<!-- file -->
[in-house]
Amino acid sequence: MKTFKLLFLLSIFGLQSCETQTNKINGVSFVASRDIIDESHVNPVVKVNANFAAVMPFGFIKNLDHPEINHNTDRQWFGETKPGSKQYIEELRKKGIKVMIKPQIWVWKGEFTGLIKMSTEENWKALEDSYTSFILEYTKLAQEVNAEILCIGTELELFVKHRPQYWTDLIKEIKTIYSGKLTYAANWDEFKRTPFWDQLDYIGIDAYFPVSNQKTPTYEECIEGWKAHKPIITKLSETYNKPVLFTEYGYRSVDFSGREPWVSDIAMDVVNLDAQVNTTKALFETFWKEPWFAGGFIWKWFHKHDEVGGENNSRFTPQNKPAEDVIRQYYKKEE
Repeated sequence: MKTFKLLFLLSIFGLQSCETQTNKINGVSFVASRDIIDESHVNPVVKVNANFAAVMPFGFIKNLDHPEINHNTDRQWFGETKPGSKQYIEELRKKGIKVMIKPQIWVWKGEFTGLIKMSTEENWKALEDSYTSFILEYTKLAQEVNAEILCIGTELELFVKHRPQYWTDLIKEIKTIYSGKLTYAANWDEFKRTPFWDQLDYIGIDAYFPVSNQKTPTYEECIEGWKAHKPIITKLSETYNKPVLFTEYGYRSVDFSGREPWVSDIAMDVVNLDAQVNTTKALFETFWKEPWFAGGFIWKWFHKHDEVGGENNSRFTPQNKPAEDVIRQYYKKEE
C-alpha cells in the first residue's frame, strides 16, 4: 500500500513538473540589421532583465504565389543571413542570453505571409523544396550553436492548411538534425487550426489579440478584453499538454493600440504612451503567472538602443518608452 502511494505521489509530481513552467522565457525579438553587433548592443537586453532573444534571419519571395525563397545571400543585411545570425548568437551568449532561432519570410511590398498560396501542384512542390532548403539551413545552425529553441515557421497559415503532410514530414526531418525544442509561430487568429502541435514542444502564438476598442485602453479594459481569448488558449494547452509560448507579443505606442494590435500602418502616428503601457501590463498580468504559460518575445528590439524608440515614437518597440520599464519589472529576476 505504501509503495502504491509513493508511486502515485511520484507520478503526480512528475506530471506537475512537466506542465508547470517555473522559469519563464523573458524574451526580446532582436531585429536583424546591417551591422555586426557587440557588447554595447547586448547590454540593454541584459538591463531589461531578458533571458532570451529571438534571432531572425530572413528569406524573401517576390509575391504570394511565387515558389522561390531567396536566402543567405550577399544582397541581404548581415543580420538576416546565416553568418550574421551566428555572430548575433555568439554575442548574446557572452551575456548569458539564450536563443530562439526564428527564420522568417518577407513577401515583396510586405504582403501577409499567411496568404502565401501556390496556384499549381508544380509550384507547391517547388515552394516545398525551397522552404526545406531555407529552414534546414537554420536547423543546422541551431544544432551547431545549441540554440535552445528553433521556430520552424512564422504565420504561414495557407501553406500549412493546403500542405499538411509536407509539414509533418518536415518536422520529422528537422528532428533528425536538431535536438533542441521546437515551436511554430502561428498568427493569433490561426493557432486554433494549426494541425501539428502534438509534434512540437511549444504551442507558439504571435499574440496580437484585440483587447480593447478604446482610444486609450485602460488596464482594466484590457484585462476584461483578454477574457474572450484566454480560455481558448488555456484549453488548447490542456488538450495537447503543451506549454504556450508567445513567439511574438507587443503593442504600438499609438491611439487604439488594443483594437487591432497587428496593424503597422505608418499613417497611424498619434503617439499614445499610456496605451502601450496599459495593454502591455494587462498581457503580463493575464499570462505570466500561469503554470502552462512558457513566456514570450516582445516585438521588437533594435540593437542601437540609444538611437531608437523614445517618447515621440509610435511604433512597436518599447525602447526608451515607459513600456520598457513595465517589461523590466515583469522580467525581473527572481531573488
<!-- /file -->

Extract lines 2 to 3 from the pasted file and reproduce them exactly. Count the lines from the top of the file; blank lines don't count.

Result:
Amino acid sequence: MKTFKLLFLLSIFGLQSCETQTNKINGVSFVASRDIIDESHVNPVVKVNANFAAVMPFGFIKNLDHPEINHNTDRQWFGETKPGSKQYIEELRKKGIKVMIKPQIWVWKGEFTGLIKMSTEENWKALEDSYTSFILEYTKLAQEVNAEILCIGTELELFVKHRPQYWTDLIKEIKTIYSGKLTYAANWDEFKRTPFWDQLDYIGIDAYFPVSNQKTPTYEECIEGWKAHKPIITKLSETYNKPVLFTEYGYRSVDFSGREPWVSDIAMDVVNLDAQVNTTKALFETFWKEPWFAGGFIWKWFHKHDEVGGENNSRFTPQNKPAEDVIRQYYKKEE
Repeated sequence: MKTFKLLFLLSIFGLQSCETQTNKINGVSFVASRDIIDESHVNPVVKVNANFAAVMPFGFIKNLDHPEINHNTDRQWFGETKPGSKQYIEELRKKGIKVMIKPQIWVWKGEFTGLIKMSTEENWKALEDSYTSFILEYTKLAQEVNAEILCIGTELELFVKHRPQYWTDLIKEIKTIYSGKLTYAANWDEFKRTPFWDQLDYIGIDAYFPVSNQKTPTYEECIEGWKAHKPIITKLSETYNKPVLFTEYGYRSVDFSGREPWVSDIAMDVVNLDAQVNTTKALFETFWKEPWFAGGFIWKWFHKHDEVGGENNSRFTPQNKPAEDVIRQYYKKEE